The world is linkurl:facing a crisis:;http://www.the-scientist.com/news/display/55951/ Bacteria have become linkurl:more and more resistant;http://www.the-scientist.com/news/display/53982/ to virtually all existing antibiotics, yet many companies are abandoning the field in favor of more lucrative medicines.
People are proposing various solutions, such as offering financial incentives to the pharmaceutical industry to linkurl:spur the development of vitally needed antibiotics.;http://www.the-scientist.com/article/display/57352/ But along with creating new drugs, we can get more life from our existing antibiotics and maintain their utility. As the head of a company focused on the development of compounds to treat and prevent a wide range of infections without causing bacterial resistance, this is an issue I find both fascinating and vitally important. In my opinion, there are five ways we can extend the functional life of our antibiotic arsenal.1. Do the obvious In a recent linkurl:New York Times;http://www.nytimes.com/2010/11/06/health/policy/06germ.html article, linkurl:Ramanan Laxminarayan,;http://www.rff.org/Researchers/Pages/ResearchersBio.aspx?ResearcherID=41 director of the linkurl:Extending the Cure;http://www.extendingthecure.org/ project on...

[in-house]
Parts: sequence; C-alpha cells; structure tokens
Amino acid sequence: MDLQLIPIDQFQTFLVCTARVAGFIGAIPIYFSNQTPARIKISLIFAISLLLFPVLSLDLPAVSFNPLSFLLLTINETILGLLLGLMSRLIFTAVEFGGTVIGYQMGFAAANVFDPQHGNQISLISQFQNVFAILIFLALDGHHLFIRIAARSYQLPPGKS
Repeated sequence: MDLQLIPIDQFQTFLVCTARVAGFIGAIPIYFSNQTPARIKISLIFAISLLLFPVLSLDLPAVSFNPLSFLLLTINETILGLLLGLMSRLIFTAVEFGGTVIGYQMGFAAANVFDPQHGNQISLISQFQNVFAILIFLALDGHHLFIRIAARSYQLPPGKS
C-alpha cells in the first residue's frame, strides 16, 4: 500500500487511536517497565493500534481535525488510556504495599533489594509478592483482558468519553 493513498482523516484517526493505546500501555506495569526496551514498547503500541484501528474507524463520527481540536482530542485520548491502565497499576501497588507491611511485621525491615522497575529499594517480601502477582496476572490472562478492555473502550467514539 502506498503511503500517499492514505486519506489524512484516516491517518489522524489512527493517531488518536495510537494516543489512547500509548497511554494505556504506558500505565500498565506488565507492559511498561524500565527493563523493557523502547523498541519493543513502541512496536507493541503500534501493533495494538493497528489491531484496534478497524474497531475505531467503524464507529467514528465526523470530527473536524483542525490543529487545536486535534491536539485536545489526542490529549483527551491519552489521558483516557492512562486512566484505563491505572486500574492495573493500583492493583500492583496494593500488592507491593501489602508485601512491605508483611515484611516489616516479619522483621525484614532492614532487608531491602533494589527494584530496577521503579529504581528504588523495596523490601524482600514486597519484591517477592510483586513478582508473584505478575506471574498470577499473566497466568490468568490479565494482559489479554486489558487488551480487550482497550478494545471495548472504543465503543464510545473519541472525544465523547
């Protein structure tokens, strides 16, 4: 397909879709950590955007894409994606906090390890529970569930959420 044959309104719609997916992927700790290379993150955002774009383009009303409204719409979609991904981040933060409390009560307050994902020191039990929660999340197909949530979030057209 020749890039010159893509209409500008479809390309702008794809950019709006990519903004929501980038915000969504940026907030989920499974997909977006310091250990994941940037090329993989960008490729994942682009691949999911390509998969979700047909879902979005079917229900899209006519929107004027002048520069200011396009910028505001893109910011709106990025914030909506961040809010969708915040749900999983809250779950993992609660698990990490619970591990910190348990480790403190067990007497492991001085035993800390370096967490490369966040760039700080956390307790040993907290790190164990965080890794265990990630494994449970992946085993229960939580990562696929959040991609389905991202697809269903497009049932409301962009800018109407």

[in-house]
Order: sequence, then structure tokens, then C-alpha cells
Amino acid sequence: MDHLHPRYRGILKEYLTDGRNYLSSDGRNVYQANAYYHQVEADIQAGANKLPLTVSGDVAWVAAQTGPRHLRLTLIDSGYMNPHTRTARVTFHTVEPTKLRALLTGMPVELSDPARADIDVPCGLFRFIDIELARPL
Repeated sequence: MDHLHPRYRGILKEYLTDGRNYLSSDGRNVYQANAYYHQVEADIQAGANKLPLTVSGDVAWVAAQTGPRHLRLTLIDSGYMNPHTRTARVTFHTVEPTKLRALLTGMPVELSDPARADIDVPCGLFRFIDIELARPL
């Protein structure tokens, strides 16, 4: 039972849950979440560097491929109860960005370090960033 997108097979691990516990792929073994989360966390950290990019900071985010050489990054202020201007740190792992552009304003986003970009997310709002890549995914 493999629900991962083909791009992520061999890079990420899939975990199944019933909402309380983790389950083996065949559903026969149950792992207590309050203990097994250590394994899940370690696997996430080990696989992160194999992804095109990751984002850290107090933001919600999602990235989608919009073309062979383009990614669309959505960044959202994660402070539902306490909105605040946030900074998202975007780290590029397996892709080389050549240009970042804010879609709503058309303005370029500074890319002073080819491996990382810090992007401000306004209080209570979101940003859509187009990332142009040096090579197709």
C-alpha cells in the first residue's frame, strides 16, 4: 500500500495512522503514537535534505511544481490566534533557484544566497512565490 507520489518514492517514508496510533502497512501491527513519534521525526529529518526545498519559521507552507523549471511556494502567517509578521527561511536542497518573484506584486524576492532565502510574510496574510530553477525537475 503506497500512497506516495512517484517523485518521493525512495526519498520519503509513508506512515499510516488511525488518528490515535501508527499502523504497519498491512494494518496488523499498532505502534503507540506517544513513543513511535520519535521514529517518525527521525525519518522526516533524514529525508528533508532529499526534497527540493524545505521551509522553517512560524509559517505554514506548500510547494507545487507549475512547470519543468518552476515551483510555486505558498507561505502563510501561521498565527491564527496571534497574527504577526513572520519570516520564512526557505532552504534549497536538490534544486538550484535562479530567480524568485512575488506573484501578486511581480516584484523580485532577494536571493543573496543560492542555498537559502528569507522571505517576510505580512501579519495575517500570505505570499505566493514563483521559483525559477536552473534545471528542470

E. coli2. Assess the impact
3. Explore entirely different drugs4. Inactivate multiple essential targets5. Encourage and incentivize the industryRon Najafi, PhD is chairman and CEO of linkurl:NovaBay Pharmaceuticals, Inc (NBY).,;http://www.novabaypharma.com/company/profile an Emeryville, California-based biotechnology company developing anti-infective compounds for the treatment and prevention of antibiotic-resistant infections. He can be reached at email@example.com.
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